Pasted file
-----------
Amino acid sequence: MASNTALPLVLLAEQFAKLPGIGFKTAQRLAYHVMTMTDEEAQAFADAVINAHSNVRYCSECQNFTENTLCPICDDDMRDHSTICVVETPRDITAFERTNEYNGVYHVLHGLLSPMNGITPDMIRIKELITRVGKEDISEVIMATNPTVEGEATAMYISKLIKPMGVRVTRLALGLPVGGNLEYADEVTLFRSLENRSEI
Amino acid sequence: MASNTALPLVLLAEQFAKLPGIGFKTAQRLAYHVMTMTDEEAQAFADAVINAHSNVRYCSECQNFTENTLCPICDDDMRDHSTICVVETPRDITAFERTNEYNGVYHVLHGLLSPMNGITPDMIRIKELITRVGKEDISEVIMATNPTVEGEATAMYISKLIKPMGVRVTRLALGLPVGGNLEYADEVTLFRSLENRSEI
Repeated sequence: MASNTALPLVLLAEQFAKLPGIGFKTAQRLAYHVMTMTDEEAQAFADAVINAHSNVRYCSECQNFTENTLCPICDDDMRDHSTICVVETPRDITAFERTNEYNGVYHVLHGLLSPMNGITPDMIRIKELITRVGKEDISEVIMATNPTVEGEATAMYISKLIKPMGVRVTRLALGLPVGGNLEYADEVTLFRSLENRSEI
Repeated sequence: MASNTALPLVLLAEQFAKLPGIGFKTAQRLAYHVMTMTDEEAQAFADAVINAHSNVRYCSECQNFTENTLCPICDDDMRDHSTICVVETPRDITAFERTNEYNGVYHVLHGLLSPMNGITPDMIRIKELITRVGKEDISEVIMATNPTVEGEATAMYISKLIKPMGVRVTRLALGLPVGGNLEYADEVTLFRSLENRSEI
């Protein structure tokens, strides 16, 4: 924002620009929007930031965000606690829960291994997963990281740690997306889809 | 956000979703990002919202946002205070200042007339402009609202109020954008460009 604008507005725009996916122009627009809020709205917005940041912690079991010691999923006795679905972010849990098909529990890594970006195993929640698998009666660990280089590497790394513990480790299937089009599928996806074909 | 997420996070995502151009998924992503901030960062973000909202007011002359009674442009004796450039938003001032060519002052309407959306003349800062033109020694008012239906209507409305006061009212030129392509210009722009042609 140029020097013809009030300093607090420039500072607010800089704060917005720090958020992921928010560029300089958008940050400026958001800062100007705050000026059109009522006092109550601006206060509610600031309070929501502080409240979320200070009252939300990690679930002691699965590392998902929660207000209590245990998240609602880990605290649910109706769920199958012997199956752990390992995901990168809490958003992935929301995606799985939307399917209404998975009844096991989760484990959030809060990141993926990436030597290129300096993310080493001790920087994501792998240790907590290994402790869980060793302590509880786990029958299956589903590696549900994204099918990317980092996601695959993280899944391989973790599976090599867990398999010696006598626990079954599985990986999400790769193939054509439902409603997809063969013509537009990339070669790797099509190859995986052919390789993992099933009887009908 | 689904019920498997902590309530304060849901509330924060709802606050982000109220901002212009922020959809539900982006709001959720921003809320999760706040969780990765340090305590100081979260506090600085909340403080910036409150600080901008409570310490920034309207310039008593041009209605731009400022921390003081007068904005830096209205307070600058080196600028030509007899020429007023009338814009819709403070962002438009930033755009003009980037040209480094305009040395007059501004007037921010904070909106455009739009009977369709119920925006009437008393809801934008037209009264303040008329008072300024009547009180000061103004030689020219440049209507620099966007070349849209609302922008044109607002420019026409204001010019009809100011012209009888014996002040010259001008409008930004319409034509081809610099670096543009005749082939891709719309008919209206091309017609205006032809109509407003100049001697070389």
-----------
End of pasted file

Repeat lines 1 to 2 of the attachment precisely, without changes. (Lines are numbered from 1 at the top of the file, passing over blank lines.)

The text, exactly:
Amino acid sequence: MASNTALPLVLLAEQFAKLPGIGFKTAQRLAYHVMTMTDEEAQAFADAVINAHSNVRYCSECQNFTENTLCPICDDDMRDHSTICVVETPRDITAFERTNEYNGVYHVLHGLLSPMNGITPDMIRIKELITRVGKEDISEVIMATNPTVEGEATAMYISKLIKPMGVRVTRLALGLPVGGNLEYADEVTLFRSLENRSEI
Amino acid sequence: MASNTALPLVLLAEQFAKLPGIGFKTAQRLAYHVMTMTDEEAQAFADAVINAHSNVRYCSECQNFTENTLCPICDDDMRDHSTICVVETPRDITAFERTNEYNGVYHVLHGLLSPMNGITPDMIRIKELITRVGKEDISEVIMATNPTVEGEATAMYISKLIKPMGVRVTRLALGLPVGGNLEYADEVTLFRSLENRSEI